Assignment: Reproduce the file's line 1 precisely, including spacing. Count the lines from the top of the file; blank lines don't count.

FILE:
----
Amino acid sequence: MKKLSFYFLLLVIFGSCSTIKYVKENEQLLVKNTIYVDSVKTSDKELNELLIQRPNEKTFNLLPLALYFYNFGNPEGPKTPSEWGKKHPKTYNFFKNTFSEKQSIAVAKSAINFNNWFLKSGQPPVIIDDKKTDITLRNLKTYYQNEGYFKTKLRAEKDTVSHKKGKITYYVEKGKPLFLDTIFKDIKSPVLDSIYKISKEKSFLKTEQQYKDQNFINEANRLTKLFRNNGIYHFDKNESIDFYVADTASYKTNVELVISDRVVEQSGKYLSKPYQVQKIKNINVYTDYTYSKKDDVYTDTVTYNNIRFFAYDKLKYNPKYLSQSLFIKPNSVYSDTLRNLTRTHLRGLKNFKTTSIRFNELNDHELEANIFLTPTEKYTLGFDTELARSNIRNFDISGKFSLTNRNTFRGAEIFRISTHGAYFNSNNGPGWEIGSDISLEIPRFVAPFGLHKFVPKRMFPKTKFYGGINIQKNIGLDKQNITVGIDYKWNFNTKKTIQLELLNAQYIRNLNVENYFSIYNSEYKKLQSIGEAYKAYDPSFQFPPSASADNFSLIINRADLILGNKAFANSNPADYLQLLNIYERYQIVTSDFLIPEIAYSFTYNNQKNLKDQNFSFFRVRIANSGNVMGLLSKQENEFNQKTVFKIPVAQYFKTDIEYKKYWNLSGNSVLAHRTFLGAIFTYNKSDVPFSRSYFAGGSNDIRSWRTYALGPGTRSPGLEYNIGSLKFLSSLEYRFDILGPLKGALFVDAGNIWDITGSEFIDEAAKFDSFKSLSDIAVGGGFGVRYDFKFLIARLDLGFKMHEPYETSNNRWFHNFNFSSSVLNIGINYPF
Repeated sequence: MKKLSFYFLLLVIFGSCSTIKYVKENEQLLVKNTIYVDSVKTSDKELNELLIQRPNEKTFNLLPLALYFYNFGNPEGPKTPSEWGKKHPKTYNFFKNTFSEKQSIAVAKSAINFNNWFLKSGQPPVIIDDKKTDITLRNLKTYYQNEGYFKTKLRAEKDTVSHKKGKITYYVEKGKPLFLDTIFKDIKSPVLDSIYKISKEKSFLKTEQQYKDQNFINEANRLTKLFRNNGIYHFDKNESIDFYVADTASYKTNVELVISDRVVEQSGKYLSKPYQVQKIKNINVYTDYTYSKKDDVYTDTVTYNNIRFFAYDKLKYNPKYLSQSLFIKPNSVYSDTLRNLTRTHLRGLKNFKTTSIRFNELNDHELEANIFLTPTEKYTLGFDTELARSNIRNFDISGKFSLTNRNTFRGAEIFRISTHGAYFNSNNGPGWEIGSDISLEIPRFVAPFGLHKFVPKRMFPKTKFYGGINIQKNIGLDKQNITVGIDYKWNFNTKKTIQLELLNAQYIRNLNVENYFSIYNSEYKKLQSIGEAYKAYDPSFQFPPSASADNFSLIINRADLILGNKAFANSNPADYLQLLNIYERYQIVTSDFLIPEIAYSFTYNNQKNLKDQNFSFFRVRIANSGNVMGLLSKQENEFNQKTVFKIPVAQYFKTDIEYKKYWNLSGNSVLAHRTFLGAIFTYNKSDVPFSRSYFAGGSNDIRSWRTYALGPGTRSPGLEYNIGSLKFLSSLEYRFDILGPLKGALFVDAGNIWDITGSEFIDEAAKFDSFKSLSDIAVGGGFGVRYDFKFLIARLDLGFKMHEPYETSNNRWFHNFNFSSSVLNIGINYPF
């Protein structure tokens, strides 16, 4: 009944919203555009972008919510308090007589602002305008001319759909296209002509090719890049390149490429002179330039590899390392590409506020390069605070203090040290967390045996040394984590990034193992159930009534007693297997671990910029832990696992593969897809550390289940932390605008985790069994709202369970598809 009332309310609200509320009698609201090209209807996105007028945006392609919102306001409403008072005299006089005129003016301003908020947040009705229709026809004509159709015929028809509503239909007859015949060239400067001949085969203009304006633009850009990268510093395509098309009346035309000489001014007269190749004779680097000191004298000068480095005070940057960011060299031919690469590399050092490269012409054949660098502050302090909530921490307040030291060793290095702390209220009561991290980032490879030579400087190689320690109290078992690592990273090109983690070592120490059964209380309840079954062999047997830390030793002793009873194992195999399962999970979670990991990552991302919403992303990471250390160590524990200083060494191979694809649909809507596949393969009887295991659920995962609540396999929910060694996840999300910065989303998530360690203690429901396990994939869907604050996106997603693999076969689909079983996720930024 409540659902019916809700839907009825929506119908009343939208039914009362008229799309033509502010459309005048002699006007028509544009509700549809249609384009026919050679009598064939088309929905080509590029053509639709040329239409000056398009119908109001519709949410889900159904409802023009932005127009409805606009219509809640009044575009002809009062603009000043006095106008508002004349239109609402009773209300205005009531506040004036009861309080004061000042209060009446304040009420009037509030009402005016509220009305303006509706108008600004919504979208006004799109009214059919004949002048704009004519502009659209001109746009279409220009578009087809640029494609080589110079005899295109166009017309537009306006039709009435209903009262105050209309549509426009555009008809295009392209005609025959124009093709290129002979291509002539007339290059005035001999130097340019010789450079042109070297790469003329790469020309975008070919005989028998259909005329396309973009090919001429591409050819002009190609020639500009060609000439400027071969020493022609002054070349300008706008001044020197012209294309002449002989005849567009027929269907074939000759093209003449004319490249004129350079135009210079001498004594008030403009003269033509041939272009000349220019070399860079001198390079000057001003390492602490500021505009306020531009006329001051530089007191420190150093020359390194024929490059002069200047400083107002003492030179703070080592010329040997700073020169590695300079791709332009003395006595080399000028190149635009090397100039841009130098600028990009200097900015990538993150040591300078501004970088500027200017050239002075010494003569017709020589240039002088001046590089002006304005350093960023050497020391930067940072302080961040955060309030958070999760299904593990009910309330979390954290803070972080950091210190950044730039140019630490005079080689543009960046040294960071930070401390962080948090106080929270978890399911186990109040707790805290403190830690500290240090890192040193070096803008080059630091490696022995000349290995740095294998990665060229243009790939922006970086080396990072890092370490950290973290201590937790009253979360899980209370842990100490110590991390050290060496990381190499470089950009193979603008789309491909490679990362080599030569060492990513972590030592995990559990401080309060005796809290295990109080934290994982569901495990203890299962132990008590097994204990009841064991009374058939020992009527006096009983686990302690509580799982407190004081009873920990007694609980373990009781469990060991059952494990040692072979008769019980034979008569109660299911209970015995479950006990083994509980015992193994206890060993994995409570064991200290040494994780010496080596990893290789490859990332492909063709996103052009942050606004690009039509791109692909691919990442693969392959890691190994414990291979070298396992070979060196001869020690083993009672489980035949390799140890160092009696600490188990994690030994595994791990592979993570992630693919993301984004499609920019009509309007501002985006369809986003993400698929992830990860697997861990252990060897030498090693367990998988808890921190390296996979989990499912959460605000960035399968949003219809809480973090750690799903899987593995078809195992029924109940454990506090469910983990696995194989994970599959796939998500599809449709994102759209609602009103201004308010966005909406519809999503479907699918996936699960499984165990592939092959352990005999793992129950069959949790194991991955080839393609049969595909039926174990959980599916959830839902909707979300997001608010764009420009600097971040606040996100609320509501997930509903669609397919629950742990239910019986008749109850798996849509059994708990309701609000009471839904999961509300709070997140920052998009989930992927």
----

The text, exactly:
Amino acid sequence: MKKLSFYFLLLVIFGSCSTIKYVKENEQLLVKNTIYVDSVKTSDKELNELLIQRPNEKTFNLLPLALYFYNFGNPEGPKTPSEWGKKHPKTYNFFKNTFSEKQSIAVAKSAINFNNWFLKSGQPPVIIDDKKTDITLRNLKTYYQNEGYFKTKLRAEKDTVSHKKGKITYYVEKGKPLFLDTIFKDIKSPVLDSIYKISKEKSFLKTEQQYKDQNFINEANRLTKLFRNNGIYHFDKNESIDFYVADTASYKTNVELVISDRVVEQSGKYLSKPYQVQKIKNINVYTDYTYSKKDDVYTDTVTYNNIRFFAYDKLKYNPKYLSQSLFIKPNSVYSDTLRNLTRTHLRGLKNFKTTSIRFNELNDHELEANIFLTPTEKYTLGFDTELARSNIRNFDISGKFSLTNRNTFRGAEIFRISTHGAYFNSNNGPGWEIGSDISLEIPRFVAPFGLHKFVPKRMFPKTKFYGGINIQKNIGLDKQNITVGIDYKWNFNTKKTIQLELLNAQYIRNLNVENYFSIYNSEYKKLQSIGEAYKAYDPSFQFPPSASADNFSLIINRADLILGNKAFANSNPADYLQLLNIYERYQIVTSDFLIPEIAYSFTYNNQKNLKDQNFSFFRVRIANSGNVMGLLSKQENEFNQKTVFKIPVAQYFKTDIEYKKYWNLSGNSVLAHRTFLGAIFTYNKSDVPFSRSYFAGGSNDIRSWRTYALGPGTRSPGLEYNIGSLKFLSSLEYRFDILGPLKGALFVDAGNIWDITGSEFIDEAAKFDSFKSLSDIAVGGGFGVRYDFKFLIARLDLGFKMHEPYETSNNRWFHNFNFSSSVLNIGINYPF